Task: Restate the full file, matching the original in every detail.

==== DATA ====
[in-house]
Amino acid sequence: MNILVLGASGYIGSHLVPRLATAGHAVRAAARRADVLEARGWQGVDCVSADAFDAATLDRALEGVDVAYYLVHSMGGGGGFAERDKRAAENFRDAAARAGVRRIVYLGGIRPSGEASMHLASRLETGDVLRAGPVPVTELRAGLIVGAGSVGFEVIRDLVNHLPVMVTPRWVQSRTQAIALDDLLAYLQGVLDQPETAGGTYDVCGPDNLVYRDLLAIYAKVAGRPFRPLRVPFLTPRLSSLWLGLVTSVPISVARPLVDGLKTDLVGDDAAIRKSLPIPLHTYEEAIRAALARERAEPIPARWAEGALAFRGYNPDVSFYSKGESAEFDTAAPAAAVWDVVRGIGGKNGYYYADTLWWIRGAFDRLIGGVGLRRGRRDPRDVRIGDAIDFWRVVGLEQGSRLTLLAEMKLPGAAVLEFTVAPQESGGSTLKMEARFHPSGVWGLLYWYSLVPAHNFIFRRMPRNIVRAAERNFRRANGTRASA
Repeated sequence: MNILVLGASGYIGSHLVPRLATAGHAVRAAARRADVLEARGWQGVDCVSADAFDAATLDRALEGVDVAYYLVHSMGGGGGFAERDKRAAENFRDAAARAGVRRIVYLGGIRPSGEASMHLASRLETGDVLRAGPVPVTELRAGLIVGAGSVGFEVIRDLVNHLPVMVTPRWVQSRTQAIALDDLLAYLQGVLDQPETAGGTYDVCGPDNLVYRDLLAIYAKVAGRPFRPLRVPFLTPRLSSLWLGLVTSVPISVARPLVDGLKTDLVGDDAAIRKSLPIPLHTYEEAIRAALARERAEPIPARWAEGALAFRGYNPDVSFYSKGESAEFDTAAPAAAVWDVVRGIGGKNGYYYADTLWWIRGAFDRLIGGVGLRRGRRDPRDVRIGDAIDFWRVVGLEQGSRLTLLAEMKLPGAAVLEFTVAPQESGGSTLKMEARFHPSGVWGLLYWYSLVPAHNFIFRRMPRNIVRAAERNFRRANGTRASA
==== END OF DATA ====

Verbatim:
[in-house]
Amino acid sequence: MNILVLGASGYIGSHLVPRLATAGHAVRAAARRADVLEARGWQGVDCVSADAFDAATLDRALEGVDVAYYLVHSMGGGGGFAERDKRAAENFRDAAARAGVRRIVYLGGIRPSGEASMHLASRLETGDVLRAGPVPVTELRAGLIVGAGSVGFEVIRDLVNHLPVMVTPRWVQSRTQAIALDDLLAYLQGVLDQPETAGGTYDVCGPDNLVYRDLLAIYAKVAGRPFRPLRVPFLTPRLSSLWLGLVTSVPISVARPLVDGLKTDLVGDDAAIRKSLPIPLHTYEEAIRAALARERAEPIPARWAEGALAFRGYNPDVSFYSKGESAEFDTAAPAAAVWDVVRGIGGKNGYYYADTLWWIRGAFDRLIGGVGLRRGRRDPRDVRIGDAIDFWRVVGLEQGSRLTLLAEMKLPGAAVLEFTVAPQESGGSTLKMEARFHPSGVWGLLYWYSLVPAHNFIFRRMPRNIVRAAERNFRRANGTRASA
Repeated sequence: MNILVLGASGYIGSHLVPRLATAGHAVRAAARRADVLEARGWQGVDCVSADAFDAATLDRALEGVDVAYYLVHSMGGGGGFAERDKRAAENFRDAAARAGVRRIVYLGGIRPSGEASMHLASRLETGDVLRAGPVPVTELRAGLIVGAGSVGFEVIRDLVNHLPVMVTPRWVQSRTQAIALDDLLAYLQGVLDQPETAGGTYDVCGPDNLVYRDLLAIYAKVAGRPFRPLRVPFLTPRLSSLWLGLVTSVPISVARPLVDGLKTDLVGDDAAIRKSLPIPLHTYEEAIRAALARERAEPIPARWAEGALAFRGYNPDVSFYSKGESAEFDTAAPAAAVWDVVRGIGGKNGYYYADTLWWIRGAFDRLIGGVGLRRGRRDPRDVRIGDAIDFWRVVGLEQGSRLTLLAEMKLPGAAVLEFTVAPQESGGSTLKMEARFHPSGVWGLLYWYSLVPAHNFIFRRMPRNIVRAAERNFRRANGTRASA